Monday, December 29, 2014

1840's Dress Remade into an "Colonial" costume

From the seller:

This antique Victorian era blue cotton batiste pink moiré floral print polonaise dress gown 1776 costume dates from 1900. It is made of a cotton batiste fabric, with a pastel blue background and pink moiré watered wavy floral print. There is an off white ecru color embroidered net lace trim collar and cuffs. This charming colonial costume 2 piece dress has a polonaise bodice gown, with a white pleated cotton front insert panel, lace trim flounce ruffle shawl collar, long sleeves with lace cuffs, hook closures down the back, a cutaway, draped, swagged side pannier overskirt and is lined with stays, boning sewn inside. The gown measures 46 inches long, with a 24 inch waist and 32 inch bust. There is a matching fabric long floor length full skirt worn underneath the polonaise gown missing the back closure and is unlined. The underskirt measures 35 inches long, with a 24 inch waist. It is in good condition, but has not been cleaned, with only a faint small stain on the front top of the skirt and some slight fade discoloration on the shoulders (see close-up). This is truly a wonderful piece of Victoriana 18th century costume wearable art!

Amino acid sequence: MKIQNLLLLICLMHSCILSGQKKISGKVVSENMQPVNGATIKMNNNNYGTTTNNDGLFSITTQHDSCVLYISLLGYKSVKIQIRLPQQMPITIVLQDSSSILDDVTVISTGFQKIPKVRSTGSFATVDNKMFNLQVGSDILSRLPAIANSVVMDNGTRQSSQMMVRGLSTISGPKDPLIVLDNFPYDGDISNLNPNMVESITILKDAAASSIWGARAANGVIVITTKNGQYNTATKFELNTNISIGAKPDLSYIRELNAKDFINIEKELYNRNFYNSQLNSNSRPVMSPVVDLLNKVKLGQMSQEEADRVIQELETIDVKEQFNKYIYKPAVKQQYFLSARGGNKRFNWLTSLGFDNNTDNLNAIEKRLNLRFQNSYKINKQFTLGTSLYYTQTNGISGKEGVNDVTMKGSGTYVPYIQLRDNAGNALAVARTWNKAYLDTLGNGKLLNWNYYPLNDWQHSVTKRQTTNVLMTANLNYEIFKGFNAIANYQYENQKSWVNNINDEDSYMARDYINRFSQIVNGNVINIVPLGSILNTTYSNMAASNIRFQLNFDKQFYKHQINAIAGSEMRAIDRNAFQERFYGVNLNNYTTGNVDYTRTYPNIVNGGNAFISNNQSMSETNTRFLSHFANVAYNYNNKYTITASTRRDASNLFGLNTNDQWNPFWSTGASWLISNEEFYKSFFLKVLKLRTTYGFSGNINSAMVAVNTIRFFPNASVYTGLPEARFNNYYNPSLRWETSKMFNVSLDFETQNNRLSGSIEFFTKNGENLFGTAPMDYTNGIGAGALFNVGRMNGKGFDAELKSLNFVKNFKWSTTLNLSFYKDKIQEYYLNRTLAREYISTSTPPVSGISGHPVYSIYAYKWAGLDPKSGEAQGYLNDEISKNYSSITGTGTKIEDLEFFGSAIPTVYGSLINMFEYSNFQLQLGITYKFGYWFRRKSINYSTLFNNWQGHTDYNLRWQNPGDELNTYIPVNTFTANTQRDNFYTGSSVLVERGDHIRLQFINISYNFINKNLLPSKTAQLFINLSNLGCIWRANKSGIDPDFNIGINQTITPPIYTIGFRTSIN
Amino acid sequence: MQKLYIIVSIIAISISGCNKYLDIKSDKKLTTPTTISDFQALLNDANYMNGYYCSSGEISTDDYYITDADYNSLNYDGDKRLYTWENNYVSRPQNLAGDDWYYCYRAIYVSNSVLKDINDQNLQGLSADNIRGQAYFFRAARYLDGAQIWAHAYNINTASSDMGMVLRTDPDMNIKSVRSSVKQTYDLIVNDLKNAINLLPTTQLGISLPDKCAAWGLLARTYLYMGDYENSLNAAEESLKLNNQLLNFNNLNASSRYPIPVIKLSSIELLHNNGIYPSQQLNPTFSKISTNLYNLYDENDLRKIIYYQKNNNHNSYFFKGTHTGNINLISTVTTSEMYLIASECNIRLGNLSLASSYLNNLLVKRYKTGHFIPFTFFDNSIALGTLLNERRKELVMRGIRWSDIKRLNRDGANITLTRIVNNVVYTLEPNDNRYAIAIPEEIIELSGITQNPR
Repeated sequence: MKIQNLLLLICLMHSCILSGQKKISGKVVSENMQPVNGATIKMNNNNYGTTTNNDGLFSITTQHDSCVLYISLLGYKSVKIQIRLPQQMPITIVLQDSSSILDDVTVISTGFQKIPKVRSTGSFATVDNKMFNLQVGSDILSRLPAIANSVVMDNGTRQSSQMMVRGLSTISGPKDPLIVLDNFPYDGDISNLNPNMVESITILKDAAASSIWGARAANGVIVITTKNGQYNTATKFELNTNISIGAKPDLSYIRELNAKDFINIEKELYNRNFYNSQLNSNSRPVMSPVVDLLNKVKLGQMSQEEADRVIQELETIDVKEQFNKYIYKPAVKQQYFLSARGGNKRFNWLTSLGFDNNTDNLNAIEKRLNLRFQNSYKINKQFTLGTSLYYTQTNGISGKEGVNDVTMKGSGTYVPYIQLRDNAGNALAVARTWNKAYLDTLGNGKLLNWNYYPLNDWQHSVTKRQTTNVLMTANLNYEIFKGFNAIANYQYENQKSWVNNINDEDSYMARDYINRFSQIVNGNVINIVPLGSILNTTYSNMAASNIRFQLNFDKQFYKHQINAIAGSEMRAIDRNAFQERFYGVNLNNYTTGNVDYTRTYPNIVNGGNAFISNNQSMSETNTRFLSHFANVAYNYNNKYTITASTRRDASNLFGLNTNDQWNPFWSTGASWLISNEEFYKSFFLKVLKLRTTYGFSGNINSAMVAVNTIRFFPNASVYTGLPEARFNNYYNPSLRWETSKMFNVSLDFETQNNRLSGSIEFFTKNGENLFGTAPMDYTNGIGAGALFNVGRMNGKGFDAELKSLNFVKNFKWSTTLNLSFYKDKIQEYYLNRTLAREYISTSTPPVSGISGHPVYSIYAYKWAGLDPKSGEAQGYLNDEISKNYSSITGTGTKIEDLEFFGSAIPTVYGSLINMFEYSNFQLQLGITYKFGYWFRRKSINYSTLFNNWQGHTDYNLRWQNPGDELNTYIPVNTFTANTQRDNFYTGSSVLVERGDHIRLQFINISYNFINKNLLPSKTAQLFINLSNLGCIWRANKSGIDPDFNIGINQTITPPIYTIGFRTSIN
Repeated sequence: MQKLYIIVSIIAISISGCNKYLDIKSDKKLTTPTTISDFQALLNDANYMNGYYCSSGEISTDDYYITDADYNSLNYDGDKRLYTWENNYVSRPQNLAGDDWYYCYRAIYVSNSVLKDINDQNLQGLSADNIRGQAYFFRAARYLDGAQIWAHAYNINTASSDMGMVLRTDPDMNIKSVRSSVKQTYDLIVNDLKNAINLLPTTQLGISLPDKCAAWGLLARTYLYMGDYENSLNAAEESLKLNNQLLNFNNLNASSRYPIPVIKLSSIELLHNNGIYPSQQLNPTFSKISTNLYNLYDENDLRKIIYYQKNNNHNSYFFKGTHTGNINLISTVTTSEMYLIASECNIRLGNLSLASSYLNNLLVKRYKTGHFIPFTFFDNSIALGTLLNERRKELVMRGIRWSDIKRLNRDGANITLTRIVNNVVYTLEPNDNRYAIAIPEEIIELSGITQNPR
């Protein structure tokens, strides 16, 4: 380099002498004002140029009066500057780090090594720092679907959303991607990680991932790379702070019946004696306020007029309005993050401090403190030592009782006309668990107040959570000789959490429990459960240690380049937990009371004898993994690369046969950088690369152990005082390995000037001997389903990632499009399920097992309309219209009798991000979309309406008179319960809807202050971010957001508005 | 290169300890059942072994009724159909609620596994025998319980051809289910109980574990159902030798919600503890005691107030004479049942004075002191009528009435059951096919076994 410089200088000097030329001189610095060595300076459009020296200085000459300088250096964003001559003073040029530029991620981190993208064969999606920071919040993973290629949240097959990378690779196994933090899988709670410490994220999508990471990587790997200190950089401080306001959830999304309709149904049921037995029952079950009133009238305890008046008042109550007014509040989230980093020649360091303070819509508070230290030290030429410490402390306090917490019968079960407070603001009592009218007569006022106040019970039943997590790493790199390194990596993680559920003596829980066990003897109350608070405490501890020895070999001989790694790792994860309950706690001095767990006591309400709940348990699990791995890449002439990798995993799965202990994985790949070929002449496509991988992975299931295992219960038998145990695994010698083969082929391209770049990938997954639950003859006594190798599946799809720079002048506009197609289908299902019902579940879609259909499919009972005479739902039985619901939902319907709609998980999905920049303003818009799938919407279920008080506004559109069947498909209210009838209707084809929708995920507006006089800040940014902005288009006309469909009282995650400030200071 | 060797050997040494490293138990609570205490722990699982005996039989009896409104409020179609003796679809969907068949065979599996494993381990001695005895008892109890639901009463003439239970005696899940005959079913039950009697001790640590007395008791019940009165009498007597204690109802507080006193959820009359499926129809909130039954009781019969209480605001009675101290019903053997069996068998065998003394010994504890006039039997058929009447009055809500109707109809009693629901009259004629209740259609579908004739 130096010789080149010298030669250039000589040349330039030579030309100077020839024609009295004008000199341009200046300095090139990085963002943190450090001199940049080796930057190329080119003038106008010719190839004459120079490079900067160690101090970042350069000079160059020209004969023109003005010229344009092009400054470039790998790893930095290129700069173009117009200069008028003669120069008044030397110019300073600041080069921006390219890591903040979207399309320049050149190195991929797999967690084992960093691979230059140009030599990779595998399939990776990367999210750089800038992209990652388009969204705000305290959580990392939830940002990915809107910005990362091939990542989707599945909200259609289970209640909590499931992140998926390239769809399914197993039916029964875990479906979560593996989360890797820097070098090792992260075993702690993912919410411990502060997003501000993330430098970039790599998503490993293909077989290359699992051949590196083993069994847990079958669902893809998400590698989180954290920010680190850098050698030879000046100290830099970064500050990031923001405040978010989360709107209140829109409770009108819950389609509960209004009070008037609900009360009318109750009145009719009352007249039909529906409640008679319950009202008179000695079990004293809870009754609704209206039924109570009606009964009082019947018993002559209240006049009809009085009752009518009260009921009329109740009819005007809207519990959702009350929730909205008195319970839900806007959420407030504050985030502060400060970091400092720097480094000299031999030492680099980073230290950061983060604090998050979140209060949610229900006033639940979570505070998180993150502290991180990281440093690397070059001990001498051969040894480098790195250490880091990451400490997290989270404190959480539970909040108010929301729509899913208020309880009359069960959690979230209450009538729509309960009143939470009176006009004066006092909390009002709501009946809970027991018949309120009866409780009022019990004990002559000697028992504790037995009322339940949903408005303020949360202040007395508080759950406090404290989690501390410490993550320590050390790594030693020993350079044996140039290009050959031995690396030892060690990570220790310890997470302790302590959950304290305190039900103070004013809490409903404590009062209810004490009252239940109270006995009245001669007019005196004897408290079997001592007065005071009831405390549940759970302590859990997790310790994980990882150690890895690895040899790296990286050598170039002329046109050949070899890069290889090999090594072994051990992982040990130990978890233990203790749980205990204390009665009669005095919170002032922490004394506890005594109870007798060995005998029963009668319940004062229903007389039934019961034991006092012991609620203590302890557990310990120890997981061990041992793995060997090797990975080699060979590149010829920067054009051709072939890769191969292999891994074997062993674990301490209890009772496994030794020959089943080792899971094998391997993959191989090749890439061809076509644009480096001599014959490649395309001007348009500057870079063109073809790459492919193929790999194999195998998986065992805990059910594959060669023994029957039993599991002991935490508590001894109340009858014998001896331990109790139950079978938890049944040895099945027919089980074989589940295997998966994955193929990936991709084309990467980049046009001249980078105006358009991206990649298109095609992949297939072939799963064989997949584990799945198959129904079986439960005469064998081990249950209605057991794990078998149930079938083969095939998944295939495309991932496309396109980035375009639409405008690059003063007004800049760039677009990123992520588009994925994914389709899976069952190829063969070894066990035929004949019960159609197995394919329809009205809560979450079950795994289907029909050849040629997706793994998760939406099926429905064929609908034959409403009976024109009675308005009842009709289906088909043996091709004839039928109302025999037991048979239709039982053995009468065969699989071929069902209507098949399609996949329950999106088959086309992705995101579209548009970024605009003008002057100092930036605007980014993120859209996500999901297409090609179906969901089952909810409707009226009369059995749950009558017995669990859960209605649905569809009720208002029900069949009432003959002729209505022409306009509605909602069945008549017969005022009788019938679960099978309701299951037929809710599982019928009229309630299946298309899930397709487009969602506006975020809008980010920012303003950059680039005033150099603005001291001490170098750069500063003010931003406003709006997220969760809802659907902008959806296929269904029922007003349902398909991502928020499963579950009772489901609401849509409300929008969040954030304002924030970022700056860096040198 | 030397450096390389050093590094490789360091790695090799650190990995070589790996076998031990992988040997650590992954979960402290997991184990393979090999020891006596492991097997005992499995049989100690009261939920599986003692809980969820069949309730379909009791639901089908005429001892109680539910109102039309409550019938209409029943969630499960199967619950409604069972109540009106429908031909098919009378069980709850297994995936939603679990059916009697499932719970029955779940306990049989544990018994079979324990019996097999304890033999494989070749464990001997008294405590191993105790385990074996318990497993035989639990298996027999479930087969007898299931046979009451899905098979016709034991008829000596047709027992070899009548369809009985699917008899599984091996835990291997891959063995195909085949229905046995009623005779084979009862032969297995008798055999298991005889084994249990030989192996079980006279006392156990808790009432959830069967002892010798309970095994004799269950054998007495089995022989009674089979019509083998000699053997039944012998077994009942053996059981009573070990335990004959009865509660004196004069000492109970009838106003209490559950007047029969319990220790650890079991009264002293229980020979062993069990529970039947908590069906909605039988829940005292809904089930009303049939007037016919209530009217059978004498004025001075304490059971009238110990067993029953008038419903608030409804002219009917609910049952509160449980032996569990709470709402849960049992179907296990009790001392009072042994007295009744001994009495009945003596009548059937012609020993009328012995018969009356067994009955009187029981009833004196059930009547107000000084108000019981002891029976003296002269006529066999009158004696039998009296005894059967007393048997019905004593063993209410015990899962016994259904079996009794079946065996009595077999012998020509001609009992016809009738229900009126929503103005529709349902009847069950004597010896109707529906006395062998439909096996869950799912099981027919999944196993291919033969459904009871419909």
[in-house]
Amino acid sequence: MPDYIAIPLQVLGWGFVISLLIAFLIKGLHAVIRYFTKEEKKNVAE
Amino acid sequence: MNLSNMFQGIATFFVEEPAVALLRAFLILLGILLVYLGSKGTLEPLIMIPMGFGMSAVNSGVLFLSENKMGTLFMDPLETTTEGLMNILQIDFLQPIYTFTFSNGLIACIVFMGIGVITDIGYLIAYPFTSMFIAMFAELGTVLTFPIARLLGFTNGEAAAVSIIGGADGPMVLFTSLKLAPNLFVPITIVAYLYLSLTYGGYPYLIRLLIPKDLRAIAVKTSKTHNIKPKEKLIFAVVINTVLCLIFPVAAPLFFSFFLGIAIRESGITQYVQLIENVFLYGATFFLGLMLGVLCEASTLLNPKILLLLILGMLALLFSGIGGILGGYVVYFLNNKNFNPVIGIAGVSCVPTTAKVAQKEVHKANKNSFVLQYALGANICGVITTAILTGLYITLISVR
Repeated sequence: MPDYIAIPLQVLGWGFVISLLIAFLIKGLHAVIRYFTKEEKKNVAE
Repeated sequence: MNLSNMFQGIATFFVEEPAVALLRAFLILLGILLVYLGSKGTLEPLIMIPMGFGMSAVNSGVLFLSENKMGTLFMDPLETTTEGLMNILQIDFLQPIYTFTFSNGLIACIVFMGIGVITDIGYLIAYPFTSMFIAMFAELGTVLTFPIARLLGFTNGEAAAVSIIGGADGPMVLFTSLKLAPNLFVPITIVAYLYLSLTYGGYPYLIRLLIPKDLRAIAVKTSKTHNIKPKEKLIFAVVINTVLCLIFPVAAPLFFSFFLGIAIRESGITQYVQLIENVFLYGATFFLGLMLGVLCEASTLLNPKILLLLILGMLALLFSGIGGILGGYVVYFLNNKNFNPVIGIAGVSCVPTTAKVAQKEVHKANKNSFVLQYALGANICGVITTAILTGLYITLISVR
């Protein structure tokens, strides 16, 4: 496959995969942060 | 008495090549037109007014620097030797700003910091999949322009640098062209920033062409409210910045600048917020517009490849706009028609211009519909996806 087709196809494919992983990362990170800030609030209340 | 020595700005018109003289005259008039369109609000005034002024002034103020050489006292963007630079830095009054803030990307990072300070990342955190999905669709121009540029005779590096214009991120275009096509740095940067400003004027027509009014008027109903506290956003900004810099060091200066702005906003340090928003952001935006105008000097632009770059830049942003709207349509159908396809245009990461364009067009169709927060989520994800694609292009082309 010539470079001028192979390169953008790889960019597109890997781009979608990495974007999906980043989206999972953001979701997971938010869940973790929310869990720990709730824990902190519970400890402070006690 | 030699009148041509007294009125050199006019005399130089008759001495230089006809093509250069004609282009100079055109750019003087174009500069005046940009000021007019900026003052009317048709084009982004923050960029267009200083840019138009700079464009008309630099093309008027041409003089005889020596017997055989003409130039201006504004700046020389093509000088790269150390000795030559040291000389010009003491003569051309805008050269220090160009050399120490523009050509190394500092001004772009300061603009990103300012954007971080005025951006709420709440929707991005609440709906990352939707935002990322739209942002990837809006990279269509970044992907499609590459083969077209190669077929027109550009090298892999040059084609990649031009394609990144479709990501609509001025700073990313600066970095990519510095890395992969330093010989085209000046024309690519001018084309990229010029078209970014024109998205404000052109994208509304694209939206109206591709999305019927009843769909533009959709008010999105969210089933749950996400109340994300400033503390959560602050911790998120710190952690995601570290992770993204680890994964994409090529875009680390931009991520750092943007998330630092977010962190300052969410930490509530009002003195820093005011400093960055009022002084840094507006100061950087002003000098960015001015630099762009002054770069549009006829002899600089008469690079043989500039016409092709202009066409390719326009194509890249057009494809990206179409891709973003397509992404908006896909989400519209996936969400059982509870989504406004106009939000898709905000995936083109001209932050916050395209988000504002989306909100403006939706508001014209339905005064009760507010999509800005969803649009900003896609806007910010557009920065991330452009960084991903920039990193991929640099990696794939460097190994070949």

From Me:

I don't think this is from 1900. Rather, if you look at the waist seam, you'll see all the handsewn gathers that look like they want to come together to a point in the front but the white placket not-a-stomacher thingy is there instead. If you got rid of the lace and added-later white placket, you'd have a perfectly reasonable summery 1840's dress.

It was common in the early 1940's for theaters to take older garments and pretty much destroy them to make costumes due to rationing. I have one such victim (1710's fabric with 1710's embroidery made into a 1740's style frock coat with nylon lining). My guess is this is another victim of rationing. The white placket thingy is to hideous to be associated with the centennial dress (ie, they would never do that in the 1870' - it would have looked much nicer) and, in the 1900's, they would have added something ridiculous like pearls down the front.  1940's makes a bit more sense.

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